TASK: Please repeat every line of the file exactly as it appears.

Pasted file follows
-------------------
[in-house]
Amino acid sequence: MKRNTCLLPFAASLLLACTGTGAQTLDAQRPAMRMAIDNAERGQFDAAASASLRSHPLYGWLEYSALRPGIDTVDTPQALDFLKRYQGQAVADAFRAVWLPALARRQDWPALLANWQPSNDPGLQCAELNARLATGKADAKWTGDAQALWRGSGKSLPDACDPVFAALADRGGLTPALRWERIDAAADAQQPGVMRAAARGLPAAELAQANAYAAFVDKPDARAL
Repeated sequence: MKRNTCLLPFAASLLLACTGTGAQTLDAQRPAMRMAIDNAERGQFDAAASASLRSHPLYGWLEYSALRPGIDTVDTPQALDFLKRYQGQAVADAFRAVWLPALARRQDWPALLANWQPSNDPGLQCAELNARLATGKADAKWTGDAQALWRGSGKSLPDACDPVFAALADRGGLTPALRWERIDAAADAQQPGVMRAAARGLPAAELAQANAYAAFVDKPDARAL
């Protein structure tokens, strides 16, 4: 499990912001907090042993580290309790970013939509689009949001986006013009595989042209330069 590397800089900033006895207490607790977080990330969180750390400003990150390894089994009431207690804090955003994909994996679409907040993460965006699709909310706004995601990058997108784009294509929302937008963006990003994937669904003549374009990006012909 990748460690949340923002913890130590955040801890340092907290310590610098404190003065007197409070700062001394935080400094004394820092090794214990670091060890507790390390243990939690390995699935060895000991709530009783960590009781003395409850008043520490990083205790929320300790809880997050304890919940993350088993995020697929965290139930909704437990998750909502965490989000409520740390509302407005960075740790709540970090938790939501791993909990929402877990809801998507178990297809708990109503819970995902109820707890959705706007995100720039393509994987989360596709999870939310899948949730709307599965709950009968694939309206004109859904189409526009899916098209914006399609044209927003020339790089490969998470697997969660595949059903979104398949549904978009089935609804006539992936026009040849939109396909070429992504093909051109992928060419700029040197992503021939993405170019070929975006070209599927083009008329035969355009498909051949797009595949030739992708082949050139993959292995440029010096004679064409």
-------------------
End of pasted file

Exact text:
[in-house]
Amino acid sequence: MKRNTCLLPFAASLLLACTGTGAQTLDAQRPAMRMAIDNAERGQFDAAASASLRSHPLYGWLEYSALRPGIDTVDTPQALDFLKRYQGQAVADAFRAVWLPALARRQDWPALLANWQPSNDPGLQCAELNARLATGKADAKWTGDAQALWRGSGKSLPDACDPVFAALADRGGLTPALRWERIDAAADAQQPGVMRAAARGLPAAELAQANAYAAFVDKPDARAL
Repeated sequence: MKRNTCLLPFAASLLLACTGTGAQTLDAQRPAMRMAIDNAERGQFDAAASASLRSHPLYGWLEYSALRPGIDTVDTPQALDFLKRYQGQAVADAFRAVWLPALARRQDWPALLANWQPSNDPGLQCAELNARLATGKADAKWTGDAQALWRGSGKSLPDACDPVFAALADRGGLTPALRWERIDAAADAQQPGVMRAAARGLPAAELAQANAYAAFVDKPDARAL
């Protein structure tokens, strides 16, 4: 499990912001907090042993580290309790970013939509689009949001986006013009595989042209330069 590397800089900033006895207490607790977080990330969180750390400003990150390894089994009431207690804090955003994909994996679409907040993460965006699709909310706004995601990058997108784009294509929302937008963006990003994937669904003549374009990006012909 990748460690949340923002913890130590955040801890340092907290310590610098404190003065007197409070700062001394935080400094004394820092090794214990670091060890507790390390243990939690390995699935060895000991709530009783960590009781003395409850008043520490990083205790929320300790809880997050304890919940993350088993995020697929965290139930909704437990998750909502965490989000409520740390509302407005960075740790709540970090938790939501791993909990929402877990809801998507178990297809708990109503819970995902109820707890959705706007995100720039393509994987989360596709999870939310899948949730709307599965709950009968694939309206004109859904189409526009899916098209914006399609044209927003020339790089490969998470697997969660595949059903979104398949549904978009089935609804006539992936026009040849939109396909070429992504093909051109992928060419700029040197992503021939993405170019070929975006070209599927083009008329035969355009498909051949797009595949030739992708082949050139993959292995440029010096004679064409």